Index Ventures Spins Off Biotech Investment Arm Into New Firmby
Medicxi Ventures will have $750 million under management
Firm closes new early-stage biotech fund with Glaxo, J&J
Index Ventures, best known for funding startups like Skype and the creator of the Candy Crush Saga online game, is spinning off its biotechnology investments into a new venture-capital firm.
Medicxi Ventures will be one of the largest firms of its kind in Europe with $750 million under management, including a new 210 million-euro ($230 million) fund formed with London-based GlaxoSmithKline Plc and Johnson & Johnson of New Brunswick, New Jersey. The two pharmaceutical giants will each put in 25 percent of the total amount, and Medicxi will make the final investment decisions, the firm said in a statement Tuesday.
The separation highlights the success of Index’s approach to the biotechnology industry: investing in early-stage companies focused on one product. That has cut in half the time needed to reach a return on the investment, as it quickly becomes apparent whether the product will succeed or fail.
“This is the moment to double down and invest in early-stage life sciences,” said Francesco De Rubertis, one of four general partners managing the new firm. He joined Index in 1997 to start investments in health-care and biotechnology companies.
As many as 40 percent of the medicines approved by the U.S. Food and Drug Administration are discovered in Europe but commercialized by U.S. companies, De Rubertis said. He and his partners -- Index veterans Michele Ollier, Kevin Johnson and David Grainger -- want to give researchers from Cambridge, England, to Geneva the opportunity to develop their ideas close to their own labs.
“We can create the companies in Europe,” De Rubertis said in an interview. “Europe is a place that can be sustainable for investors.”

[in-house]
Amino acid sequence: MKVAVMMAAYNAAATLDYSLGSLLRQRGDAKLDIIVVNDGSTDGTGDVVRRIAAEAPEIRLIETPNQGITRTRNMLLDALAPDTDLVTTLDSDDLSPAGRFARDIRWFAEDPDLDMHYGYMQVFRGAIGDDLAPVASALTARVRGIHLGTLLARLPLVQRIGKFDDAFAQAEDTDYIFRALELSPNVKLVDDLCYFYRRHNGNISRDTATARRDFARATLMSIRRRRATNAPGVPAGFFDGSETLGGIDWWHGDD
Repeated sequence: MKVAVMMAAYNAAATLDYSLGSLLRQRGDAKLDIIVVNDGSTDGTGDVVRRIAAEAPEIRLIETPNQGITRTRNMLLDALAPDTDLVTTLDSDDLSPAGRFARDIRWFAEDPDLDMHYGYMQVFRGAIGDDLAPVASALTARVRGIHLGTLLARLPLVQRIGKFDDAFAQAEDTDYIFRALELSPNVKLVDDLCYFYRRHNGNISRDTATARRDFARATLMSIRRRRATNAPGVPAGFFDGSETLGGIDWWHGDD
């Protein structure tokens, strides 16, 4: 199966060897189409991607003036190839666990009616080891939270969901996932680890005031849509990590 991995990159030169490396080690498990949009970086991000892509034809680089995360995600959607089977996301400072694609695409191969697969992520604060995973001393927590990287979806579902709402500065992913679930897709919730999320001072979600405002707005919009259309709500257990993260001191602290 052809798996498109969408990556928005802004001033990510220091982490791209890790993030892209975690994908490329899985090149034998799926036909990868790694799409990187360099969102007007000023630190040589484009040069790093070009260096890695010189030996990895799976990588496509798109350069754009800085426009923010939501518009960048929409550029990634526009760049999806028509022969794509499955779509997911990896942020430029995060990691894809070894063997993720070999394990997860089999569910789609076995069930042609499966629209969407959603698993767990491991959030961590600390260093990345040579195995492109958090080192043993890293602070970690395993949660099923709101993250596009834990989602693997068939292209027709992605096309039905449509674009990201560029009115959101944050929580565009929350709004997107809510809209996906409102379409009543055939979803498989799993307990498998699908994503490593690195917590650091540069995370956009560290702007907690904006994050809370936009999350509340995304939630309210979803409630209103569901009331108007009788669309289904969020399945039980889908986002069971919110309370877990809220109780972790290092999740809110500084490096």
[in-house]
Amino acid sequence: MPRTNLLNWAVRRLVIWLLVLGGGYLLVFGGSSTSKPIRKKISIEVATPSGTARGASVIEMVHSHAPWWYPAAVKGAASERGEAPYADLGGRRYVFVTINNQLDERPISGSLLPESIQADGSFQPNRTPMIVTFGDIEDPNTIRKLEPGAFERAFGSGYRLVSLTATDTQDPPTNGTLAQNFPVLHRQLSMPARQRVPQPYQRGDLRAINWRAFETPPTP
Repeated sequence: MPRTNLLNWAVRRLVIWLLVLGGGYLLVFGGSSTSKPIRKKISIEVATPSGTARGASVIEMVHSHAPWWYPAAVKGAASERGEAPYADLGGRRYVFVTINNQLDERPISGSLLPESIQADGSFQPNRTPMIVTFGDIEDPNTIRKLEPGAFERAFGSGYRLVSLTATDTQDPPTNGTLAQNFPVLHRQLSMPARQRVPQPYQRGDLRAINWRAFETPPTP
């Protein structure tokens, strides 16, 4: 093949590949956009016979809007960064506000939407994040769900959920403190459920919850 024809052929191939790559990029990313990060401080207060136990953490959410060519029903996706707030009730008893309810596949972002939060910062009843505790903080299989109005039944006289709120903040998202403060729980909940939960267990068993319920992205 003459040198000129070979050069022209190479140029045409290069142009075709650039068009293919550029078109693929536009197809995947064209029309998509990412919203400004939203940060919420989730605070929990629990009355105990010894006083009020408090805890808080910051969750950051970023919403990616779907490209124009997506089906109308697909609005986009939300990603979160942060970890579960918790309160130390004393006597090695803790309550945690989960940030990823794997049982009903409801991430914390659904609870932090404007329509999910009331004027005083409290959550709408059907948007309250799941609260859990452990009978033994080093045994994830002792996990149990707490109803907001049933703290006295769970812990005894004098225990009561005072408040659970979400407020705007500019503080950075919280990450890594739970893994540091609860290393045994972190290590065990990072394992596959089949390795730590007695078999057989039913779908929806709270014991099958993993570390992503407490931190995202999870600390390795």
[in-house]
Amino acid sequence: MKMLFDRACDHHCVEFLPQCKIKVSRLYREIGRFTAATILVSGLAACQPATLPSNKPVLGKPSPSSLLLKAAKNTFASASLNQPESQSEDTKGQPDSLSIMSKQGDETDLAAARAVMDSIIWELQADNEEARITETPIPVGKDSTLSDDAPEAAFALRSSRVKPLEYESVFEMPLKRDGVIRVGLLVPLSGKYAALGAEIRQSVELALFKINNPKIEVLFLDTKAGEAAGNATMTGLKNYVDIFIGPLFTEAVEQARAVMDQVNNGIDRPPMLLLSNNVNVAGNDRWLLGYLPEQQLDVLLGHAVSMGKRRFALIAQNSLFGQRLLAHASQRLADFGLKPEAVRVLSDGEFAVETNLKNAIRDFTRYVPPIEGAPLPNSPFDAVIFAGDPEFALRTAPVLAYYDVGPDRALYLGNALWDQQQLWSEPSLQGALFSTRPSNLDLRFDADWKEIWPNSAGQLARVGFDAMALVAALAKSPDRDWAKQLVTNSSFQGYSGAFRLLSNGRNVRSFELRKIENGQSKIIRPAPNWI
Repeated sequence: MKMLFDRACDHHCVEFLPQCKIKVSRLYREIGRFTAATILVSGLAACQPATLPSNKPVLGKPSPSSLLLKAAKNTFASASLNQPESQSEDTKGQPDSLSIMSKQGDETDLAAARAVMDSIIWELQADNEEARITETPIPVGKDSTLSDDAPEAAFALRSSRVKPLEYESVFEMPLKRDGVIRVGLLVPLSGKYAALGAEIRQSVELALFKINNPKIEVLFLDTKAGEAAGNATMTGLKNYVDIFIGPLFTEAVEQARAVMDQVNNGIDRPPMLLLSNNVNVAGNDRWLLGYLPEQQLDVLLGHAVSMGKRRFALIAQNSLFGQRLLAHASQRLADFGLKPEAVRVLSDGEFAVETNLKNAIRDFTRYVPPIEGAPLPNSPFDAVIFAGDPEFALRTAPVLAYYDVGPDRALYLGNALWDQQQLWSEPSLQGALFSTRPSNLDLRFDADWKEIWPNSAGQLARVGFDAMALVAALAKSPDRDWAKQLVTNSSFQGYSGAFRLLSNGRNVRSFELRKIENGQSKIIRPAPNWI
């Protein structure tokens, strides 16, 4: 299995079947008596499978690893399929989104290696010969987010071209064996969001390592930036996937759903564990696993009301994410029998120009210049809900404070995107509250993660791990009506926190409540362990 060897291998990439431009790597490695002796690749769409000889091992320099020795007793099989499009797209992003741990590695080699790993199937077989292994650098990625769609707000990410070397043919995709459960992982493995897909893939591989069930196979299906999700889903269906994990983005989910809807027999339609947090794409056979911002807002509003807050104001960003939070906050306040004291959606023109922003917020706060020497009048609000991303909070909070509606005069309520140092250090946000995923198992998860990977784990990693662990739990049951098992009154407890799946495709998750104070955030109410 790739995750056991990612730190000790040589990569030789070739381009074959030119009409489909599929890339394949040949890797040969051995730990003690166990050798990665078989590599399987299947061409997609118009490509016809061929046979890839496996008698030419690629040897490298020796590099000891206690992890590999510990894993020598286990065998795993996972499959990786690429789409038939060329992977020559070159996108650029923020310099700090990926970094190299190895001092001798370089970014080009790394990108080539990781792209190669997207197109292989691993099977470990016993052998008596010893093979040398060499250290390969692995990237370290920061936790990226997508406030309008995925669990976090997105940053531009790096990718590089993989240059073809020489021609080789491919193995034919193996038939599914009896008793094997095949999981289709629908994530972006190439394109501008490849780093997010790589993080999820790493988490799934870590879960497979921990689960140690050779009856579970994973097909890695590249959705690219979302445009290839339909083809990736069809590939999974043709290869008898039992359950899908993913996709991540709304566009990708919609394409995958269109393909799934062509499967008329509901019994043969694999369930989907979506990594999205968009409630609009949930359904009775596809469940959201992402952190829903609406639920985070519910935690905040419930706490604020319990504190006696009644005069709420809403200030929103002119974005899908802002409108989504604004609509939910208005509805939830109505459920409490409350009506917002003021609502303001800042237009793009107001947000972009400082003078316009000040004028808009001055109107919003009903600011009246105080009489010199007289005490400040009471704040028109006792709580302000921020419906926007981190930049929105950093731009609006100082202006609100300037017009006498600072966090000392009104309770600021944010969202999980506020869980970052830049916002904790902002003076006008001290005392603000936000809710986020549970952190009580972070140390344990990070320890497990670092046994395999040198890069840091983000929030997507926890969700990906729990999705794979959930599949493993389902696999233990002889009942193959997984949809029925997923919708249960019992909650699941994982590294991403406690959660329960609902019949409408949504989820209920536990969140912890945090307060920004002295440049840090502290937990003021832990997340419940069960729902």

About 80 percent of the new fund will be invested in European companies, with the remaining 20 percent available for opportunities outside the region, he said.
“Going into a second fund with the same team at Medicxi is testament to the fact that it is and continues to be a successful collaboration,” said Richard Mason, head of J&J Innovation in London. “We really see Europe as an absolute hotbed of biomedical innovation.”
Because of its one-asset investment model, Medicxi finds the companies that come into its portfolio are higher quality, according to De Rubertis. Typically about three out of 10 molecules yield positive results in early-stage human testing. With Medicxi companies, that has increased to more than seven out of 10 molecules, according to the firm.
Index introduced its first fund solely for life-sciences companies three years ago, in partnership with Glaxo and J&J. One of that fund’s three dozen investments was a Cambridge, England-based company called XO1, which had a heart treatment called ichorcumab in laboratory testing.
XO1 was sold to J&J last year for an undisclosed amount before the drug entered human trials. It was enough to return the entire 160 million-euro fund, De Rubertis said. Index had invested about $11 million.
Among Index’s biotech investments that have led to marketed medical treatments are Aegerion Pharmaceuticals Inc. and Novocure Ltd. Outside of health care, the firm also invested in King Digital Entertainment Plc, the developer of Candy Crush Saga.
The Medicxi name was inspired by the Medici family that ruled Renaissance Florence and whose members were patrons of the arts and sciences. The name includes an X as a nod to parent Index.
“Index is associated with Skype and with Candy Crush, all the technology investments we have done,” De Rubertis said. “When I go to pitch a scientist, and they say ‘I’ve seen Candy Crush on your website. And you understand science?’”